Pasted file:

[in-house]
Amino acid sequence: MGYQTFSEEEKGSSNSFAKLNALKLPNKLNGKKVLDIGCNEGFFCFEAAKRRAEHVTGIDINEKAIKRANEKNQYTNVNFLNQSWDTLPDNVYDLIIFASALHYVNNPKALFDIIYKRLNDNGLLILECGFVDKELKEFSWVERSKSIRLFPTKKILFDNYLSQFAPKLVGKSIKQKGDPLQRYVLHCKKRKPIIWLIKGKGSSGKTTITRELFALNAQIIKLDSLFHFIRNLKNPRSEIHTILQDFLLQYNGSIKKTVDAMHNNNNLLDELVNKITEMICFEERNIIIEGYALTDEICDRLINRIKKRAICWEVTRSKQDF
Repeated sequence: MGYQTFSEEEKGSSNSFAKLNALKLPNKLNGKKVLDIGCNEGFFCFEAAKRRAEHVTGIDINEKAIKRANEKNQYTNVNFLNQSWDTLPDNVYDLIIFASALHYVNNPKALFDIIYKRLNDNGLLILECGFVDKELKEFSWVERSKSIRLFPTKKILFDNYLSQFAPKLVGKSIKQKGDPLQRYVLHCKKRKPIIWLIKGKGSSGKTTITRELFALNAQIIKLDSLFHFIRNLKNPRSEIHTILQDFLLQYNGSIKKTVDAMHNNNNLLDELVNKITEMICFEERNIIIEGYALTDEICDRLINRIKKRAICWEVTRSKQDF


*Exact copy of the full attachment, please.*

[in-house]
Amino acid sequence: MGYQTFSEEEKGSSNSFAKLNALKLPNKLNGKKVLDIGCNEGFFCFEAAKRRAEHVTGIDINEKAIKRANEKNQYTNVNFLNQSWDTLPDNVYDLIIFASALHYVNNPKALFDIIYKRLNDNGLLILECGFVDKELKEFSWVERSKSIRLFPTKKILFDNYLSQFAPKLVGKSIKQKGDPLQRYVLHCKKRKPIIWLIKGKGSSGKTTITRELFALNAQIIKLDSLFHFIRNLKNPRSEIHTILQDFLLQYNGSIKKTVDAMHNNNNLLDELVNKITEMICFEERNIIIEGYALTDEICDRLINRIKKRAICWEVTRSKQDF
Repeated sequence: MGYQTFSEEEKGSSNSFAKLNALKLPNKLNGKKVLDIGCNEGFFCFEAAKRRAEHVTGIDINEKAIKRANEKNQYTNVNFLNQSWDTLPDNVYDLIIFASALHYVNNPKALFDIIYKRLNDNGLLILECGFVDKELKEFSWVERSKSIRLFPTKKILFDNYLSQFAPKLVGKSIKQKGDPLQRYVLHCKKRKPIIWLIKGKGSSGKTTITRELFALNAQIIKLDSLFHFIRNLKNPRSEIHTILQDFLLQYNGSIKKTVDAMHNNNNLLDELVNKITEMICFEERNIIIEGYALTDEICDRLINRIKKRAICWEVTRSKQDF